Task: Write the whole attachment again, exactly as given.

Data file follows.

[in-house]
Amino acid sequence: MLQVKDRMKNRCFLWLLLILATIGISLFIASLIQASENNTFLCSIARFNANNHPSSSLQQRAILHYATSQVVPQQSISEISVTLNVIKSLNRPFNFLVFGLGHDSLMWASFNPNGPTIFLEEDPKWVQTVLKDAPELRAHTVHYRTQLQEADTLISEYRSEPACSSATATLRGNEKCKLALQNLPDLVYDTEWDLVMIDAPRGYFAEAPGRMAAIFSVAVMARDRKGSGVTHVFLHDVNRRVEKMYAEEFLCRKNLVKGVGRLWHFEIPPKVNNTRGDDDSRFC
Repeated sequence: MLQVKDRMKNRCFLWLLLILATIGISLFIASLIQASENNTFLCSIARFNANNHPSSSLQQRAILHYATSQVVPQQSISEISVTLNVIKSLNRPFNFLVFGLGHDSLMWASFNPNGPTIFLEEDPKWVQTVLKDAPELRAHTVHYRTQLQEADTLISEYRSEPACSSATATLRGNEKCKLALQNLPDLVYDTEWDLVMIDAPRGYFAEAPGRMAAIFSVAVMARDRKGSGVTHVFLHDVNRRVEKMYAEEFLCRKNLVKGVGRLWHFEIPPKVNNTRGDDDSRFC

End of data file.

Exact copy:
[in-house]
Amino acid sequence: MLQVKDRMKNRCFLWLLLILATIGISLFIASLIQASENNTFLCSIARFNANNHPSSSLQQRAILHYATSQVVPQQSISEISVTLNVIKSLNRPFNFLVFGLGHDSLMWASFNPNGPTIFLEEDPKWVQTVLKDAPELRAHTVHYRTQLQEADTLISEYRSEPACSSATATLRGNEKCKLALQNLPDLVYDTEWDLVMIDAPRGYFAEAPGRMAAIFSVAVMARDRKGSGVTHVFLHDVNRRVEKMYAEEFLCRKNLVKGVGRLWHFEIPPKVNNTRGDDDSRFC
Repeated sequence: MLQVKDRMKNRCFLWLLLILATIGISLFIASLIQASENNTFLCSIARFNANNHPSSSLQQRAILHYATSQVVPQQSISEISVTLNVIKSLNRPFNFLVFGLGHDSLMWASFNPNGPTIFLEEDPKWVQTVLKDAPELRAHTVHYRTQLQEADTLISEYRSEPACSSATATLRGNEKCKLALQNLPDLVYDTEWDLVMIDAPRGYFAEAPGRMAAIFSVAVMARDRKGSGVTHVFLHDVNRRVEKMYAEEFLCRKNLVKGVGRLWHFEIPPKVNNTRGDDDSRFC